COLUMBIA — Conservative South Carolina Episcopalian churches that split with the national church in part over the election of a gay bishop and same-sex marriage are headed to court in a dispute over money.
The national Episcopal church wants about $500 million in land, buildings and other property back after a group of about 50 churches calling itself the Diocese of South Carolina split from the national church in 2012. The churches who split sued to keep the property and the name and seal used when they were part of the national church.
“The buildings and the land are assets for Gospel ministry. They were paid for by members of this parish, past and present. No outside group should determine their usage,” said the Rev. Shay Gaillard, who is rector of The Church of the Good Shepherd in Charleston.
The national church argues the decision by the local churches to split was not properly made.
Circuit Judge Diane Goodstein will decide the case without a jury. Testimony is scheduled to begin today at the Dorchester County Courthouse.
About 50 Episcopal churches in the southern and eastern parts of South Carolina left, saying the national church had become too liberal, especially on the issue of gay marriage and the 2003 election of an openly gay man as a bishop.
The national Episcopal church “has chosen the path of least resistance, opting to bless what the culture wishes to bless and avoiding the harder work of calling God’s children to repentance and amendment of life,” the Diocese of South Carolina said on its website.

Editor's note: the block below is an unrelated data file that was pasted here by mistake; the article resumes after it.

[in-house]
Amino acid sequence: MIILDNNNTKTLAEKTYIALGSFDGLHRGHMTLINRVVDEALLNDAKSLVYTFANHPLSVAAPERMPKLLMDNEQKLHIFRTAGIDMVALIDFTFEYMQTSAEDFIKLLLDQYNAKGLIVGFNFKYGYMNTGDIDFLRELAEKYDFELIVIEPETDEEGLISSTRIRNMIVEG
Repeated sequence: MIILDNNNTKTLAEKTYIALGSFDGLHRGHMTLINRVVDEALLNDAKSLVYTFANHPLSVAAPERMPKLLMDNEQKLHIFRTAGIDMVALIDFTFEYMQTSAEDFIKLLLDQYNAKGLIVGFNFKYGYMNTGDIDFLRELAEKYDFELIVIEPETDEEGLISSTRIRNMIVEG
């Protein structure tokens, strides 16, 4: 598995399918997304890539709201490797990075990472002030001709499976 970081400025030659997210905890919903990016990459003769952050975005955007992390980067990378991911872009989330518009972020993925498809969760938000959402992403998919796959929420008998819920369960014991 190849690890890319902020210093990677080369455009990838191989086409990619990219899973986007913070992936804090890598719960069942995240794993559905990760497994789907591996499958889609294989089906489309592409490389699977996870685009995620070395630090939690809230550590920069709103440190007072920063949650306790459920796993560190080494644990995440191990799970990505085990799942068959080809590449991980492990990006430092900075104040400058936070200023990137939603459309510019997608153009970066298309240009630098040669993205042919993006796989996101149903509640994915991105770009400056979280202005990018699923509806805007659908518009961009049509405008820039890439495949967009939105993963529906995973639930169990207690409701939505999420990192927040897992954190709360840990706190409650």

About 20 churches stayed with the national Episcopal church. There have been attempts to bring the churches back together, but they haven’t been successful.
The national Episcopal church said the group of South Carolina churches had been planning for years to separate and carefully chose Mark Lawrence as its new bishop in 2006 because he backed their goal, according to retired priest the Rev. Thomas Rickenbaker, who said he was contacted about the South Carolina job during the search.
“The first question posted to me was, ‘What can you do to help us leave The Episcopal Church and take our property with us?”’ Rickenbaker said in a sworn statement. “I said I was not interested in that course of action in any way shape, or form, and that I was greatly disappointed that the question was even being asked.”
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